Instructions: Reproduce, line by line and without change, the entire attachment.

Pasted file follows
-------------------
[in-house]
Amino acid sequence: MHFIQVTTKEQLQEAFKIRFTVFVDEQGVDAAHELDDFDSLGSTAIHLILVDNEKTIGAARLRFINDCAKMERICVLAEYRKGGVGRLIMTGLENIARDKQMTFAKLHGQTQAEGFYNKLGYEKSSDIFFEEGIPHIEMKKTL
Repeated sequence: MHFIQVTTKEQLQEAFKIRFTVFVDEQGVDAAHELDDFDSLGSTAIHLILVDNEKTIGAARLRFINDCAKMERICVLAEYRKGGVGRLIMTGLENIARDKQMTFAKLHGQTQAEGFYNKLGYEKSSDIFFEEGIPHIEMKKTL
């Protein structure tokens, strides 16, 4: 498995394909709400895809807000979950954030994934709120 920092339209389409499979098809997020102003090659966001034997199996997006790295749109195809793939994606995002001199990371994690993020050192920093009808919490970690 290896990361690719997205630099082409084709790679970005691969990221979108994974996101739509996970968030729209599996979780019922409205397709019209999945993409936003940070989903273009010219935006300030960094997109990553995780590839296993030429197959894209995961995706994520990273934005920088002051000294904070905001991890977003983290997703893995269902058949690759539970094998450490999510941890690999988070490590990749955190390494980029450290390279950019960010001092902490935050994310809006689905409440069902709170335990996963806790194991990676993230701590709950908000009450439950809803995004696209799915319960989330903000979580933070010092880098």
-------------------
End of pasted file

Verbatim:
[in-house]
Amino acid sequence: MHFIQVTTKEQLQEAFKIRFTVFVDEQGVDAAHELDDFDSLGSTAIHLILVDNEKTIGAARLRFINDCAKMERICVLAEYRKGGVGRLIMTGLENIARDKQMTFAKLHGQTQAEGFYNKLGYEKSSDIFFEEGIPHIEMKKTL
Repeated sequence: MHFIQVTTKEQLQEAFKIRFTVFVDEQGVDAAHELDDFDSLGSTAIHLILVDNEKTIGAARLRFINDCAKMERICVLAEYRKGGVGRLIMTGLENIARDKQMTFAKLHGQTQAEGFYNKLGYEKSSDIFFEEGIPHIEMKKTL
């Protein structure tokens, strides 16, 4: 498995394909709400895809807000979950954030994934709120 920092339209389409499979098809997020102003090659966001034997199996997006790295749109195809793939994606995002001199990371994690993020050192920093009808919490970690 290896990361690719997205630099082409084709790679970005691969990221979108994974996101739509996970968030729209599996979780019922409205397709019209999945993409936003940070989903273009010219935006300030960094997109990553995780590839296993030429197959894209995961995706994520990273934005920088002051000294904070905001991890977003983290997703893995269902058949690759539970094998450490999510941890690999988070490590990749955190390494980029450290390279950019960010001092902490935050994310809006689905409440069902709170335990996963806790194991990676993230701590709950908000009450439950809803995004696209799915319960989330903000979580933070010092880098």